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Using activity and sociability to characterize collective motion
Uppsala University, Disciplinary Domain of Science and Technology, Mathematics and Computer Science, Department of Mathematics, Applied Mathematics and Statistics.
Uppsala University, Disciplinary Domain of Science and Technology, Mathematics and Computer Science, Department of Mathematics, Applied Mathematics and Statistics.
Stockholm Univ, Zool Dept, Stockholm, Sweden.
Stockholm Univ, Zool Dept, Stockholm, Sweden.
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2018 (English)In: Philosophical Transactions of the Royal Society of London. Biological Sciences, ISSN 0962-8436, E-ISSN 1471-2970, Vol. 373, no 1746, article id 20170015Article, review/survey (Refereed) Published
Abstract [en]

A wide range of measurements can be made on the collective motion of groups, and the movement of individuals within them. These include, but are not limited to: group size, polarization, speed, turning speed, speed or directional correlations, and distances to near neighbours. From an ecological and evolutionary perspective, we would like to know which of these measurements capture biologically meaningful aspects of an animal's behaviour and contribute to its survival chances. Previous simulation studies have emphasized two main factors shaping individuals' behaviour in groups; attraction and alignment. Alignment responses appear to be important in transferring information between group members and providing synergistic benefits to group members. Likewise, attraction to conspecifics is thought to provide benefits through, for example, selfish herding. Here, we use a factor analysis on a wide range of simple measurements to identify two main axes of collective motion in guppies (Poecilia reticulata): (i) sociability, which corresponds to attraction (and to a lesser degree alignment) to neighbours, and (ii) activity, which combines alignment with directed movement. We show that for guppies, predation in a natural environment produces higher degrees of sociability and (in females) lower degrees of activity, while female guppies sorted for higher degrees of collective alignment have higher degrees of both sociability and activity. We suggest that the activity and sociability axes provide a useful framework for measuring the behaviour of animals in groups, allowing the comparison of individual and collective behaviours within and between species.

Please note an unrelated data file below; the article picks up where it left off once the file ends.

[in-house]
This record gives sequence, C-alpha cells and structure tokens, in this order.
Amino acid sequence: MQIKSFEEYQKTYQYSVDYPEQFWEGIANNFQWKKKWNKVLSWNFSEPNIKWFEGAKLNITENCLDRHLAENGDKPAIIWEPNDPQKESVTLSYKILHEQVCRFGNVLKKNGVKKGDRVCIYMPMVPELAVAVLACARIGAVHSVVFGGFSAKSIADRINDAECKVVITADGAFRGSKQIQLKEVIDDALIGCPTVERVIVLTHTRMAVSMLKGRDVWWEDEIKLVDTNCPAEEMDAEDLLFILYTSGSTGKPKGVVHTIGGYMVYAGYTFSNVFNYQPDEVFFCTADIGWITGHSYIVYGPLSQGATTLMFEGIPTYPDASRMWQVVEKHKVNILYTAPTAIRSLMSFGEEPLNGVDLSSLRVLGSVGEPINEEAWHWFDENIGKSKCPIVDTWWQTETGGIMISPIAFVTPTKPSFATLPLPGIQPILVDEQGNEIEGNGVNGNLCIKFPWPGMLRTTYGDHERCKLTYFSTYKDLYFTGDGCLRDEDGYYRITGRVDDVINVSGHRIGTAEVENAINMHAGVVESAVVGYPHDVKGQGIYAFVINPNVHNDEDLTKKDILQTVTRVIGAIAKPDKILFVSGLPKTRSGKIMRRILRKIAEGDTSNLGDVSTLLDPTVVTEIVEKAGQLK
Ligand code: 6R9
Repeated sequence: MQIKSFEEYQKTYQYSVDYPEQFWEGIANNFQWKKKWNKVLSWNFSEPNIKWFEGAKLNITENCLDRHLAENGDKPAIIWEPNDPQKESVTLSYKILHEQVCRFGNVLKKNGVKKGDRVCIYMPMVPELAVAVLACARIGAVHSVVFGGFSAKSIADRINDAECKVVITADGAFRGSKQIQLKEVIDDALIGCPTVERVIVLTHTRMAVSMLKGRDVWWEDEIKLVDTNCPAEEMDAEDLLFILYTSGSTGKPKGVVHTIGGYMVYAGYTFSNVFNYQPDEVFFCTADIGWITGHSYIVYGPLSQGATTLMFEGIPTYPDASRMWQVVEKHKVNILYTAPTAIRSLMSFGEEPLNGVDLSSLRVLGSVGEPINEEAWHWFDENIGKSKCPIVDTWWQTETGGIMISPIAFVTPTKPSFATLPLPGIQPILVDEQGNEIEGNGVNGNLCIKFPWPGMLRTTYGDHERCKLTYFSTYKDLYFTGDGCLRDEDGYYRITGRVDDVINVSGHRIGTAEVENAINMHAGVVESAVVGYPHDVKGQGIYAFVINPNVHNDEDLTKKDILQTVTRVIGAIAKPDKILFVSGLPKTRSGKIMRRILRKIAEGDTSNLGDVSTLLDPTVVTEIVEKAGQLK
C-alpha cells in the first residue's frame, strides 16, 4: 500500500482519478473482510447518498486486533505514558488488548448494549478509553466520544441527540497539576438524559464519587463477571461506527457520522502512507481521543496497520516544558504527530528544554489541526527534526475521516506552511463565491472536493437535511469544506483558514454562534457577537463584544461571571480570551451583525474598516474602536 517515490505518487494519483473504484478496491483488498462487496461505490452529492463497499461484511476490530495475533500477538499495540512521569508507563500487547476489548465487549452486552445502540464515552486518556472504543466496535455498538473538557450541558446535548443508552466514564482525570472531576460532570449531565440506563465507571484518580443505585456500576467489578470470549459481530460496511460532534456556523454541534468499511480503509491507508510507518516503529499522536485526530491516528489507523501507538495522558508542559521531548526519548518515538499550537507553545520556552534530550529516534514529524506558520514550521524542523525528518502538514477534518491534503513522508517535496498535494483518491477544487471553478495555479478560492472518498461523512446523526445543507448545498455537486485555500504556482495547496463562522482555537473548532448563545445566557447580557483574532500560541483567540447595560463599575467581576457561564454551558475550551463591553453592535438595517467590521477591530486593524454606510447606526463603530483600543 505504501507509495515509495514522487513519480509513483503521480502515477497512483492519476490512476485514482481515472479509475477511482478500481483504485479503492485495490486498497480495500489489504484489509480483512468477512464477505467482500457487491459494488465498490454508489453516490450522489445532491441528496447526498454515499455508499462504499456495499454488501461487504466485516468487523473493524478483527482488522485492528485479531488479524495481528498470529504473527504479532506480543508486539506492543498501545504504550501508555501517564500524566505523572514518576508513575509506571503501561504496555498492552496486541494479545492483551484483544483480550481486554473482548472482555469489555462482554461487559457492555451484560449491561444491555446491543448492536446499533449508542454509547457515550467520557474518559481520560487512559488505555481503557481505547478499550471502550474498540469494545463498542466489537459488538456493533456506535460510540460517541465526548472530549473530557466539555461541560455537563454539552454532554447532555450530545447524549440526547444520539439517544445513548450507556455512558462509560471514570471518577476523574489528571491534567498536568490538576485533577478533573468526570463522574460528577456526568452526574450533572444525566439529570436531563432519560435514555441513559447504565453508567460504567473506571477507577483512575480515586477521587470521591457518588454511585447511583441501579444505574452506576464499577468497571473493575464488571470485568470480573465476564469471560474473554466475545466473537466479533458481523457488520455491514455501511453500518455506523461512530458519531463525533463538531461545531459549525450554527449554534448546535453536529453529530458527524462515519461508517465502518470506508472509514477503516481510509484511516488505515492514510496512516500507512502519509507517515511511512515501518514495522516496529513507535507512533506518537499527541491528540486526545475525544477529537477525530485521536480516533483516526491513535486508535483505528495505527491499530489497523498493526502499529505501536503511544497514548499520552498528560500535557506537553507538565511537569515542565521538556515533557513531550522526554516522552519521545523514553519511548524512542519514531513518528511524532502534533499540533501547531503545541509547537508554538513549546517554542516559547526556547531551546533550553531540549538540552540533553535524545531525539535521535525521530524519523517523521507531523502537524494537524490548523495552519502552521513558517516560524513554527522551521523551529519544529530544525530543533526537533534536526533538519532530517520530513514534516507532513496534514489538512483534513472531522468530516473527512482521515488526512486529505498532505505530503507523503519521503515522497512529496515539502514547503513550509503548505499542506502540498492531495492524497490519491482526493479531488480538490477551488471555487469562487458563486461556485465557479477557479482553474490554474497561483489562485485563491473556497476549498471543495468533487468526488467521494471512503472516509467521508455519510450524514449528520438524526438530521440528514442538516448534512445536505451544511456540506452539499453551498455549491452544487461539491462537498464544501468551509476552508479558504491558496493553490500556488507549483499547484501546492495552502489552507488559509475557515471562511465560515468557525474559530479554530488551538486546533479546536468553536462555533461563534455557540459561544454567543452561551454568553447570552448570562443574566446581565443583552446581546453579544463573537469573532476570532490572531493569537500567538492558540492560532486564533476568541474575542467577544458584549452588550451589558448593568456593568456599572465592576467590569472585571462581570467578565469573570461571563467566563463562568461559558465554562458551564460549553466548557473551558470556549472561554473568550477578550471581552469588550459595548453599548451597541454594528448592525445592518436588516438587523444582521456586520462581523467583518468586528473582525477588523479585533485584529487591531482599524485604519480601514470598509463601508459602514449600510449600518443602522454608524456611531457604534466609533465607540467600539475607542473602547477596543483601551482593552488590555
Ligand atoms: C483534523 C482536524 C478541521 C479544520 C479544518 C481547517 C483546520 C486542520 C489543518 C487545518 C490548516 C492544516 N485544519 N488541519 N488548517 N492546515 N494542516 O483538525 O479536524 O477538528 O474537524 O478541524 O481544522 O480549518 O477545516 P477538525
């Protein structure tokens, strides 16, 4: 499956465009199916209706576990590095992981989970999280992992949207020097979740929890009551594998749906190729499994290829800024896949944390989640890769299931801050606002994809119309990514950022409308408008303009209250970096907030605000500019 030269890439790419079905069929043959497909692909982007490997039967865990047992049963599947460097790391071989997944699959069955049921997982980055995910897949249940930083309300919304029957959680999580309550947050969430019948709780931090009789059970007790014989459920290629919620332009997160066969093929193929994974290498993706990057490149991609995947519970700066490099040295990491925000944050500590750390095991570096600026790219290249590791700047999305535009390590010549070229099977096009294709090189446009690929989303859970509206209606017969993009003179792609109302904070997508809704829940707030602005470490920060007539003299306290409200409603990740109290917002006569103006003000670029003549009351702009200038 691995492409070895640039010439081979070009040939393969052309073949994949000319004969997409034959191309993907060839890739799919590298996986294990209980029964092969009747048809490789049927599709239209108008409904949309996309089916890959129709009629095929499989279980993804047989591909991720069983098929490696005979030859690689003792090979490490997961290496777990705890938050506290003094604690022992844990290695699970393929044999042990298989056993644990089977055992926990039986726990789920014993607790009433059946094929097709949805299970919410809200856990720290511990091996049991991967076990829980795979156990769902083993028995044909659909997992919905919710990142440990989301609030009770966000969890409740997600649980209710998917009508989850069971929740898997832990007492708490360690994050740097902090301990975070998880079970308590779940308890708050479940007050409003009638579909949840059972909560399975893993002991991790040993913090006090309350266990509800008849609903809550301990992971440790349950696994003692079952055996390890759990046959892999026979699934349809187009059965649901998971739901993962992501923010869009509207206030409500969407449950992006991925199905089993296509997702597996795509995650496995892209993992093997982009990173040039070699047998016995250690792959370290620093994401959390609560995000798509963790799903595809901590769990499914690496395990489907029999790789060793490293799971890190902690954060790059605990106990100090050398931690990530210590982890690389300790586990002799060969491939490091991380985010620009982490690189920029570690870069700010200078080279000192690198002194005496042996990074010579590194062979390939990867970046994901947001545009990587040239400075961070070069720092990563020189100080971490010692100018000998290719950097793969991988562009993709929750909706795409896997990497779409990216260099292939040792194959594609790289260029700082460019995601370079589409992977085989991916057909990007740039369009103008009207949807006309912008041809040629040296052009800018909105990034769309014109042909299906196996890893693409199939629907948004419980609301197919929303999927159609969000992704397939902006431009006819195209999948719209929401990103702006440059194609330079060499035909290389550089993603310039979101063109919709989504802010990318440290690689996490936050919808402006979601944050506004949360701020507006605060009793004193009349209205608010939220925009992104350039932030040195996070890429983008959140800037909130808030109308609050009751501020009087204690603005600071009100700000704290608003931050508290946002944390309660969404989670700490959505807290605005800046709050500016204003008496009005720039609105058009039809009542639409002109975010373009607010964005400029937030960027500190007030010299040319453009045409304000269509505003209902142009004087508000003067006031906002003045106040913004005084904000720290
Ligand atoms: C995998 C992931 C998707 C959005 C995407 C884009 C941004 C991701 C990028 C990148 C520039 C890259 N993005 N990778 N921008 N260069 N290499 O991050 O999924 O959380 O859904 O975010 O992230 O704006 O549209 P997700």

Place, publisher, year, edition, pages
ROYAL SOC , 2018. Vol. 373, no 1746, article id 20170015
Keywords [en]
collective behaviour, factor analysis, fish, Poecilia reticulata, personality
National Category
Probability Theory and Statistics
Identifiers
URN: urn:nbn:se:uu:diva-356886DOI: 10.1098/rstb.2017.0015ISI: 000428370800012PubMedID: 29581400OAI: oai:DiVA.org:uu-356886DiVA, id: diva2:1237633
Funder
Knut and Alice Wallenberg Foundation, 102 2013.0072Available from: 2018-08-09 Created: 2018-08-09 Last updated: 2018-08-09Bibliographically approved

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